Privacy Law and Policy Reporter
While smart cards offer new ways to obtain goods and services and store information, this portable technology also generates new challenges for the privacy of individuals who use it. Smart cards and the systems that support them will be capable of collecting, storing and aggregating large amounts of personal information which may be used to monitor individuals as they go about their lawful day to day activities.
It is important that the complex privacy issues surrounding smart cards are discussed throughout the community and that we arrive at a set of practices for the collection and use of personal data through smart cards that take account of people's expectations about the privacy of their personal information.
In the smart card world, people could buy newspapers and chewing gum with a stored value card, pay road tolls without stopping and carry details of their medical conditions, university records, or driver's licence in a standard size plastic card. If that world is not with us yet, then it may be close at hand.
The microprocessing and data-storage capabilities of smart cards make them suitable for many diverse applications. As a result, smart cards are being developed and used as tickets (for public transport and movie theatres), electronic cash (stored value cards, tollways), medical files, pharmacy record cards and identity cards (to manage access to buildings and computers).
While much of the media and the community's attention is focused on stored value cards, there is extensive work being undertaken to evaluate the potential use of smart cards in the health sector. Smart cards are used in several countries to allow for the collection of, and access to, medical records, as well as providing for the billing and co-ordination of medical services. The card may hold an individual's complete medical history.
In Australia there are no proposals by the Commonwealth Government to sponsor large scale applications in the health sector. Twice in recent years, the Commonwealth Government has indicated that it does not favour the development of a Medicare smart card. In a press statement issued in 1992, the then Minister for Health, Housing and Community Services, the Hon Brian Howe, announced that, the Government has rejected the use of smart cards to record patient information or the development of a central data-bank because of the privacy implications. Similar assurances were provided in a joint statement recently issued by the Minister for Industry, Science and Technology, Senator Peter Cook and the Minister for Human Services and Health, the Hon Carmen Lawrence MP (5 July 1995).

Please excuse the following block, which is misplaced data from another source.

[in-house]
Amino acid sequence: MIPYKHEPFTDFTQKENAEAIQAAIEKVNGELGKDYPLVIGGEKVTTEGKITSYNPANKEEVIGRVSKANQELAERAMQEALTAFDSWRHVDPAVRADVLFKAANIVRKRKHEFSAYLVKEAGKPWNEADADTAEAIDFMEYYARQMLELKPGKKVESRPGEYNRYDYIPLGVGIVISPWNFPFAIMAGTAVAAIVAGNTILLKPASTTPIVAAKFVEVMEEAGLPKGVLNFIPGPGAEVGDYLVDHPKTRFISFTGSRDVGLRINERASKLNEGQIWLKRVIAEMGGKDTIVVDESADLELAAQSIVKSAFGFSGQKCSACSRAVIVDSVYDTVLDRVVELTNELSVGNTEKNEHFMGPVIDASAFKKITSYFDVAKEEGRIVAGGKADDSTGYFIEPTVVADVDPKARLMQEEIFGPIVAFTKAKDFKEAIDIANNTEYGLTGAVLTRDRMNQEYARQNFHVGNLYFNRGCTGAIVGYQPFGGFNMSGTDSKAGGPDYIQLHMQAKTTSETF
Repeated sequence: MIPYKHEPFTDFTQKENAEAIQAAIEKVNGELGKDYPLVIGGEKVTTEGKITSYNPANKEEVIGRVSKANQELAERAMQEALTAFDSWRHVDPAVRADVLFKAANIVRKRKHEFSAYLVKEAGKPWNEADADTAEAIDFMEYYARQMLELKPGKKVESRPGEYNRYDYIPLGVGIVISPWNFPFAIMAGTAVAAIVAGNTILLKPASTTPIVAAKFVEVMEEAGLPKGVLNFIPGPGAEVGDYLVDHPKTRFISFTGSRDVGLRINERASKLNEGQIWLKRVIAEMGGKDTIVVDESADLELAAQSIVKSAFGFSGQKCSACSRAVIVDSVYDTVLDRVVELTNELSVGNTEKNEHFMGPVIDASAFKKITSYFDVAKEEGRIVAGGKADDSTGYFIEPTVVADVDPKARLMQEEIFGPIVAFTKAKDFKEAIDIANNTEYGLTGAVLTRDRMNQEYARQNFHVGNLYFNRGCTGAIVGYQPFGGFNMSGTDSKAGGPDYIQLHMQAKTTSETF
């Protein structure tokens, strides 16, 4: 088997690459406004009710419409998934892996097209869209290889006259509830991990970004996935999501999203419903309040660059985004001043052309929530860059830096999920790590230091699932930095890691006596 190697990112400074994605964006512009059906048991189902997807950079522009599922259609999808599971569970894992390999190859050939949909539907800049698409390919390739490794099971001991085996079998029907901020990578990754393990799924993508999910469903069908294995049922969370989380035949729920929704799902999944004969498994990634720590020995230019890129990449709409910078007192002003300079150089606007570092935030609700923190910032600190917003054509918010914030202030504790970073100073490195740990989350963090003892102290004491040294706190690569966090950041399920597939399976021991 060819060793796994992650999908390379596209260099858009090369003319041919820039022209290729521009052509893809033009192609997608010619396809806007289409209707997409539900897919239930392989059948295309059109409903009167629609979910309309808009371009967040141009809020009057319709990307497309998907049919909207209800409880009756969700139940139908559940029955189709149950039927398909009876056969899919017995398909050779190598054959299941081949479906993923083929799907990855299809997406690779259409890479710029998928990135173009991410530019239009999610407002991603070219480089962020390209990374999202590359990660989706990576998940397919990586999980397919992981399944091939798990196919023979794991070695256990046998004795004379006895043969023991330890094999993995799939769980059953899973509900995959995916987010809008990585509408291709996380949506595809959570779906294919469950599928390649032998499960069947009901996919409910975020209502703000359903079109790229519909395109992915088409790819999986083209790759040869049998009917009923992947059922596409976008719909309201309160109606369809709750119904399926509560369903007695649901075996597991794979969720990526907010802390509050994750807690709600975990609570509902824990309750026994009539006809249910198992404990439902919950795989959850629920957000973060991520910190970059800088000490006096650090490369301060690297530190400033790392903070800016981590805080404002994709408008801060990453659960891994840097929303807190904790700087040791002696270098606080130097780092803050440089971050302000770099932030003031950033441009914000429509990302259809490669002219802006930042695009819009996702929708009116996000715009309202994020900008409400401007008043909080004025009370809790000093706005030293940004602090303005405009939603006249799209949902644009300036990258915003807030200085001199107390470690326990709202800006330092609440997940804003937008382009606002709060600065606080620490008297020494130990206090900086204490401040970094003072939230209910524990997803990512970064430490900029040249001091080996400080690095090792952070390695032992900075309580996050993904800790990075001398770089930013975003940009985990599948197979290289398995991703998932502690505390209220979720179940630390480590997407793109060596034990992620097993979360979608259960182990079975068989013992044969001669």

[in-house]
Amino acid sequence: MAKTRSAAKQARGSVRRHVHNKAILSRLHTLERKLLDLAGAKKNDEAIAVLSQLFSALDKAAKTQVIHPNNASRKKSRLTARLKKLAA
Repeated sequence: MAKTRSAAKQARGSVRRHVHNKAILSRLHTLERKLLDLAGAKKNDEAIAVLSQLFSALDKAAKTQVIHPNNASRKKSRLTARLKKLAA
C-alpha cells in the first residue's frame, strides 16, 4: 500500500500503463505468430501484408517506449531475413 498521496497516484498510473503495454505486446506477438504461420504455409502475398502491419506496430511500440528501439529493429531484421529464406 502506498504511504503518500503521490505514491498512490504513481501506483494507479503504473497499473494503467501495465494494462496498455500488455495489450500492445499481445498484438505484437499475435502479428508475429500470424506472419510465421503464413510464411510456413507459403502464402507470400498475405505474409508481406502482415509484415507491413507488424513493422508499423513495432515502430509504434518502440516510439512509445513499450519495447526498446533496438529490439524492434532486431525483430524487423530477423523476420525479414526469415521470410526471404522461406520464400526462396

Nevertheless, smart cards clearly have the potential to play a part in a number of contexts within the health sector and it is likely this potential will become clearer as the technology matures. The Warren Centre for Advanced Engineering, an industry-funded body working with the smart card industry, is looking at developing a smart card proposal for managing pharmaceutical prescriptions in Australia. Work is still in its preliminary stages but it has been suggested that the card, the use of which would be voluntary, could record details of a patient's recent prescription history, allowing authorised pharmacists to monitor the patient's use of drugs (including over usage, inappropriate doses, conflicting medications and so on).
There have been several trials of medical smart cards in Canada, including an extensive data storage and retrieval system in Quebec and Ontario (the Encounter Card Project) A pharmaceutical smart card has also been trialed in the North Bay area of Canada, involving veterans and local pharmacists. Medical smart cards are also used in Germany, France, Japan and the UK.
Smart cards have some privacy pluses:
Although smart cards do have features that can be used to support privacy principles, their capacity to collect and aggregate detailed information about our daily lives (perhaps on a level unprecedented in this country) poses a real risk to the privacy of personal information.
While smart cards themselves present a risk to privacy, perhaps the greater threat to privacy will come from the data bases that underpin a smart card system. Data bases will be used as clearing houses to process and reconcile smart card transactions. It is also likely that they will be used as a back up to restore the information stored on a smart card in the event that the card is damaged, lost or stolen. When examining the privacy issues raised by smart cards, it will therefore be important to consider the systems that support them.
The first step towards establishing acceptable practices in the operation of smart card systems is to identify principles for addressing the privacy concerns smart cards raise. The OECD Guidelines on the Protection of Privacy and Transborder Flows of Personal Data provide a suitable international privacy benchmark. (Commonwealth Government smart card projects will also need to comply with the Information Privacy Principles which are set out in the Privacy Act and which are legally binding on Commonwealth agencies.)